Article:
• Get into therapy.A therapist who has experience in working with young people is more than just someone to talk to. Therapists can help you sort out whether the problem is a diagnosable mental illness or a problem that you can solve with some support and advice. Therapists can also refer you to services that are available in your community.Truly desperate? Don’t wait for an appointment with a therapist or doctor. Go immediately to the local hospital for an evaluation by the emergency services or crisis team. They will help you decide if you need a hospitalization to stabilize. Don’t believe the negative portrayals of hospitals that are in the movies. A few days in a psychiatric unit can be just what you need to begin to turn things around. Most hospitals provide intensive individual and group therapy and can get you started on medication if you need it.
  • Use the hotlines. If you need someone to talk to immediately, there are counselors available by phone and online at the following hotlines. Call. They can provide a lifeline while you put local supports in place. Keep the phone numbers in your wallet in case you need to make a crisis call. Most are available 24/7.
    • In the U.S.A.:
      • Boys Town Hotline: 800-448-3000
        Counselors are there 24/7 to talk to teens and children. Although started for boys, they now welcome calls from girls as well.
      • national 800 numbers as well as state by state listings.
      • National Suicide Prevention Lifeline: 800-273-8255. Counselors are available 24/7.
      • Covenant House Nineline: 1-800-999-9999. Available from 4 p.m. to 8 p.m. Eastern Time, seven days a week. Covenant House provides food, shelter and care to homeless kids in many major cities in the U.S. and Canada. There are also locations in Mexico, Nicaragua, Honduras, and Guatemala.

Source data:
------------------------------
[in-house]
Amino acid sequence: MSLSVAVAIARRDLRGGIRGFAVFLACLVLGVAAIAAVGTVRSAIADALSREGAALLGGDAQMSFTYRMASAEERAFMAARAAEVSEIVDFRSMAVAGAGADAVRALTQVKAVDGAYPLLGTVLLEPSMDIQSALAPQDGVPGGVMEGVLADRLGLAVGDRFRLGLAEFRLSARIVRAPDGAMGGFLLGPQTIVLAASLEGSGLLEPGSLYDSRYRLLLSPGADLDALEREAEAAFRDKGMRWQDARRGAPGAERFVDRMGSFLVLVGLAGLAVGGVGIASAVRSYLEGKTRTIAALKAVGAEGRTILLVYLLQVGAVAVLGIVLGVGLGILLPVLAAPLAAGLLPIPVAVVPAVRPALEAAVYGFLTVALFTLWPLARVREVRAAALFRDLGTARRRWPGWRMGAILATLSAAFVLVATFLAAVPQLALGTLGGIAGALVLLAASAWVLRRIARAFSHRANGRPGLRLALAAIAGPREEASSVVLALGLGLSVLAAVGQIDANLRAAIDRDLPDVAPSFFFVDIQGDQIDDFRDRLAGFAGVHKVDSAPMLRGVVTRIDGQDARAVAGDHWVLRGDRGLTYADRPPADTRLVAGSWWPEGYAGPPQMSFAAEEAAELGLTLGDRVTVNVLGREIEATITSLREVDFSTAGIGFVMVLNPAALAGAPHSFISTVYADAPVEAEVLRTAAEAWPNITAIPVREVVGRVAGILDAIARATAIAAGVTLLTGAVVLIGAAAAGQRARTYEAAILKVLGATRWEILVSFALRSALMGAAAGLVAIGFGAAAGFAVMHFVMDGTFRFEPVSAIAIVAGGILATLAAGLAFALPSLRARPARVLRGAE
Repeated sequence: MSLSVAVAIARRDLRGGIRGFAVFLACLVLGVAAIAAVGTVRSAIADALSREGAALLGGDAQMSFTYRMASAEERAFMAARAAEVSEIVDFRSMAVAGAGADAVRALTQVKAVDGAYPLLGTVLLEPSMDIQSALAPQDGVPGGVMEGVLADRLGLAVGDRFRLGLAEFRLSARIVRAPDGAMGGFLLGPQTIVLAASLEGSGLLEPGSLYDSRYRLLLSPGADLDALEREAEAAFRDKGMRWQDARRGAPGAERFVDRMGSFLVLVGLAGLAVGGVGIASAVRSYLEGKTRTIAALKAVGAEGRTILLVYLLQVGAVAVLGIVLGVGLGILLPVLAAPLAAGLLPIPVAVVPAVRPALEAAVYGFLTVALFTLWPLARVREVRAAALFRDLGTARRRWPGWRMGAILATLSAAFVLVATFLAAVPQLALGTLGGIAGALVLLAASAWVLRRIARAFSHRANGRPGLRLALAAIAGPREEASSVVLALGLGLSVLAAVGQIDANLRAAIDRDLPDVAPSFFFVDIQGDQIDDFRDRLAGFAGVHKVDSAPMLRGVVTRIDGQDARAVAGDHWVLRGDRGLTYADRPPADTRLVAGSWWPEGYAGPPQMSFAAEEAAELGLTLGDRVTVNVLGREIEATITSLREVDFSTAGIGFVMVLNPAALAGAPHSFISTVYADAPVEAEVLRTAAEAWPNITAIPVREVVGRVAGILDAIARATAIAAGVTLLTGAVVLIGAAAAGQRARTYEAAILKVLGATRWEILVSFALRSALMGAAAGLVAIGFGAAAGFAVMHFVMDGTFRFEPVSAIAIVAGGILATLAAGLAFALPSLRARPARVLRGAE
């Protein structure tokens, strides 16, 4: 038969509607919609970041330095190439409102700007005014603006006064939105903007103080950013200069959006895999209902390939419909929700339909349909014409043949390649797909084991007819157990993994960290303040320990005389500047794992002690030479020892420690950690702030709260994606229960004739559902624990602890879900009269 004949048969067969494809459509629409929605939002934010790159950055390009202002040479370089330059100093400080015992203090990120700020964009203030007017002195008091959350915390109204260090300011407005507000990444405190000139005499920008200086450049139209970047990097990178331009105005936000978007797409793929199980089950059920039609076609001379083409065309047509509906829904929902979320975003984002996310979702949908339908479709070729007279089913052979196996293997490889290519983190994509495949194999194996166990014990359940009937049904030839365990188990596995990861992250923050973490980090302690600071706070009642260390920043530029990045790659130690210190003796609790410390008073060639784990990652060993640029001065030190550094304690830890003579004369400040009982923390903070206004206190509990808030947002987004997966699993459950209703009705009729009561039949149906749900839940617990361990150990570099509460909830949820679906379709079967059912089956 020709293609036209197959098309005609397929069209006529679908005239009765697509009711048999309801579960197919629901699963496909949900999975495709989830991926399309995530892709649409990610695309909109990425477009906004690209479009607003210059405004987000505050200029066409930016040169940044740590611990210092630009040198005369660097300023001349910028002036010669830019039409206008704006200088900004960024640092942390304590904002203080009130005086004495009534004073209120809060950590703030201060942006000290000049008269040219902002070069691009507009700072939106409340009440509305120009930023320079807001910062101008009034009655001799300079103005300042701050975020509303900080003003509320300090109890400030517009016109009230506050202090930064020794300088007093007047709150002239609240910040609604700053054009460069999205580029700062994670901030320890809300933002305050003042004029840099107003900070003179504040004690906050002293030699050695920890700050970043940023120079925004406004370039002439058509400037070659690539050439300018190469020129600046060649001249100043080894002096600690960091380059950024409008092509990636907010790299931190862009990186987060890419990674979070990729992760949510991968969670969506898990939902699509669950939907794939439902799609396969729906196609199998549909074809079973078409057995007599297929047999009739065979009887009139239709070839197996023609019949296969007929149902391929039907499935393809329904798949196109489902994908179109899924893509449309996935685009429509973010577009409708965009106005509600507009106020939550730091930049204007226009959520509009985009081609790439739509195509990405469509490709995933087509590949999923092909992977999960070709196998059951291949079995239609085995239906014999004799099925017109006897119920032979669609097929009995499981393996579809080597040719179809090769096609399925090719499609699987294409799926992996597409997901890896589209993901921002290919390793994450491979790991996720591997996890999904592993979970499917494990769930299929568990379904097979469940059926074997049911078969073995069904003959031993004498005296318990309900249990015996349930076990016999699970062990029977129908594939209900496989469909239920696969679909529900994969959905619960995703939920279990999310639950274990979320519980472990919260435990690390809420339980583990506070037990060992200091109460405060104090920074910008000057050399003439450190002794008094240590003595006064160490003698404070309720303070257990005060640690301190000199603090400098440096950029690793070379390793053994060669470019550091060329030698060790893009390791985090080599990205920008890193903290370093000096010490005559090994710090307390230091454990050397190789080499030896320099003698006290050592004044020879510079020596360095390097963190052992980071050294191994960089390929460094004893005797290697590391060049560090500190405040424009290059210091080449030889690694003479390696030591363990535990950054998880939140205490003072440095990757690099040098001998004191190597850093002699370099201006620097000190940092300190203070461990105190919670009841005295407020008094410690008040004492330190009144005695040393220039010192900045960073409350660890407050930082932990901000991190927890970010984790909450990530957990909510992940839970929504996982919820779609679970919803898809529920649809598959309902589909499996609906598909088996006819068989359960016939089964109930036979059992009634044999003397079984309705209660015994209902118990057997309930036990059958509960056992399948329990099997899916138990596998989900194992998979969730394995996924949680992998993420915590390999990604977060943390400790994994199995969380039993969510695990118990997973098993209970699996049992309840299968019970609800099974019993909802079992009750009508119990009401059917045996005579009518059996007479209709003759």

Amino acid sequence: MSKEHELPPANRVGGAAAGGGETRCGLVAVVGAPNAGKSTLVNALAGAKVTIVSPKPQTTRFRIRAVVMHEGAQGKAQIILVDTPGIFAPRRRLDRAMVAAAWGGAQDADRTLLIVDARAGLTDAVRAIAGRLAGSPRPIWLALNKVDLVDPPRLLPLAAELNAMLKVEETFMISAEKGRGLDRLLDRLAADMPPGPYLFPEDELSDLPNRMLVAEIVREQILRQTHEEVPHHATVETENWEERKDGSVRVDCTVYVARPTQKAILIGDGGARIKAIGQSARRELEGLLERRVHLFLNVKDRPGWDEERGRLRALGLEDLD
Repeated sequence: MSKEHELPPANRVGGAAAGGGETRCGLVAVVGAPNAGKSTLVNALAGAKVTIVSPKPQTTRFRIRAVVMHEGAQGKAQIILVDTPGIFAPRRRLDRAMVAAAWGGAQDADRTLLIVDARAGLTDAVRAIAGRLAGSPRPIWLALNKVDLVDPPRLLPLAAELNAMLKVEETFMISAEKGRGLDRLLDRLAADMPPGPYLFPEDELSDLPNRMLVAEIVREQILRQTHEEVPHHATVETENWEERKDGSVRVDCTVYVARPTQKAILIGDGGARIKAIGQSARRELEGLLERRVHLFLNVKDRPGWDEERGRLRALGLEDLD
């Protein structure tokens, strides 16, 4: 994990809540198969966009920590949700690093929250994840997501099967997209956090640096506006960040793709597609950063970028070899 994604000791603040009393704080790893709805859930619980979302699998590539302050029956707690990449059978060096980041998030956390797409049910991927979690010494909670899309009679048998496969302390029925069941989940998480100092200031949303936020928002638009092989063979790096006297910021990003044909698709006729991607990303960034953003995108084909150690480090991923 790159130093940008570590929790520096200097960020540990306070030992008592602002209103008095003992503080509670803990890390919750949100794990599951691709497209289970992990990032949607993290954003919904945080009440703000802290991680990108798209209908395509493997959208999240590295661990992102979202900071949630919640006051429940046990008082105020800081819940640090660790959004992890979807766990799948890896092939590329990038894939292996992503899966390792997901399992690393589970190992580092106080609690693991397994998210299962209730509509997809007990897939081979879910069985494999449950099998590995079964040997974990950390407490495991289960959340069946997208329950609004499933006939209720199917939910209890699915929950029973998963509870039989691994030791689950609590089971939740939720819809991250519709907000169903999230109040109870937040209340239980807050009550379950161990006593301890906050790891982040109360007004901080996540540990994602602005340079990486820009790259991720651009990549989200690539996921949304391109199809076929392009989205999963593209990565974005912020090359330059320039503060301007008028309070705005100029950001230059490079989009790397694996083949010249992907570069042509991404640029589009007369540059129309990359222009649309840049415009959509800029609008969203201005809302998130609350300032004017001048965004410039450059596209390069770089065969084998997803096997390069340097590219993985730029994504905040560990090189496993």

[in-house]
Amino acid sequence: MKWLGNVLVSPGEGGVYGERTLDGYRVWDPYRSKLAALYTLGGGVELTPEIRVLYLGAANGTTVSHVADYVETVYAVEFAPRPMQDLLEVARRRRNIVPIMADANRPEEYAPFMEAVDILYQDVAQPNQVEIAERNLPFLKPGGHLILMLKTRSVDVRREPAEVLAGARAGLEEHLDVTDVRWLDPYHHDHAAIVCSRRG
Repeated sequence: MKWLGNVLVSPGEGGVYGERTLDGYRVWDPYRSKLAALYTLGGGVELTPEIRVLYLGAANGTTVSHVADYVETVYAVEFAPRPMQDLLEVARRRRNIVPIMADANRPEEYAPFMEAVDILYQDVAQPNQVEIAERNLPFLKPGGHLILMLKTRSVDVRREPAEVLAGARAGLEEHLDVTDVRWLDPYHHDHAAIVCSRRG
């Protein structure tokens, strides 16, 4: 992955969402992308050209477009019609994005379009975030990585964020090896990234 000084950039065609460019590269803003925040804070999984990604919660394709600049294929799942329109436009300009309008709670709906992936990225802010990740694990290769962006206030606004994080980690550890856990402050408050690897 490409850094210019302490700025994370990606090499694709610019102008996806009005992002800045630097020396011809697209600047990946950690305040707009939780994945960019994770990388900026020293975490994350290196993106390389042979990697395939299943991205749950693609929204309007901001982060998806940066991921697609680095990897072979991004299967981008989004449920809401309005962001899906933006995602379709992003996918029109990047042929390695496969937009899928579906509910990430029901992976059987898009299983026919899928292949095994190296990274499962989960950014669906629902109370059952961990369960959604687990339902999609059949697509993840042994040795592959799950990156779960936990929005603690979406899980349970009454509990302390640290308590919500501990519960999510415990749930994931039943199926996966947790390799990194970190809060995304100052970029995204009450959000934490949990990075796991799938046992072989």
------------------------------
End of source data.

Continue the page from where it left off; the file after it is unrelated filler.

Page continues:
• Worldwide:
      • Befrienders Worldwide– Hotlines for teens who live outside the U.S. There are over 400 volunteer centers in 39 countries across 6 continents.
      • United Kingdom and Republic of Ireland: Samaritans: 116 123 (UK & Ireland) — This is a charity which provides 24/7 confidential emotional support to any person, irrespective of race, creed, age or status, who is suicidal or despairing. has it right:

“Please Remember!
You can always kill yourself – L a t e r !!
Put it off – for another hour, another day.”

Give help and hope a chance.



Why Your Life Matters: A Note to Suicidal Teens

Marie Hartwell-Walker, Ed.D.

Dr. Marie Hartwell-Walker is licensed as both a psychologist and marriage and family counselor. She specializes in couples and family therapy and parent education. She writes regularly for Psych Central as well as Psych Central's Ask the Therapist feature. She is author of the insightful parenting e-book, Tending the Family Heart. Check out her book, Unlocking the Secrets of Self-Esteem.

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APA Reference
Hartwell-Walker, M. (2018). Why Your Life Matters: A Note to Suicidal Teens. Psych Central. Retrieved on October 21, 2020, from
Scientifically Reviewed
Last updated: 8 Jul 2018 (Originally: 10 Sep 2012)
Last reviewed: By a member of our scientific advisory board on 8 Jul 2018
Published on Psych All rights reserved.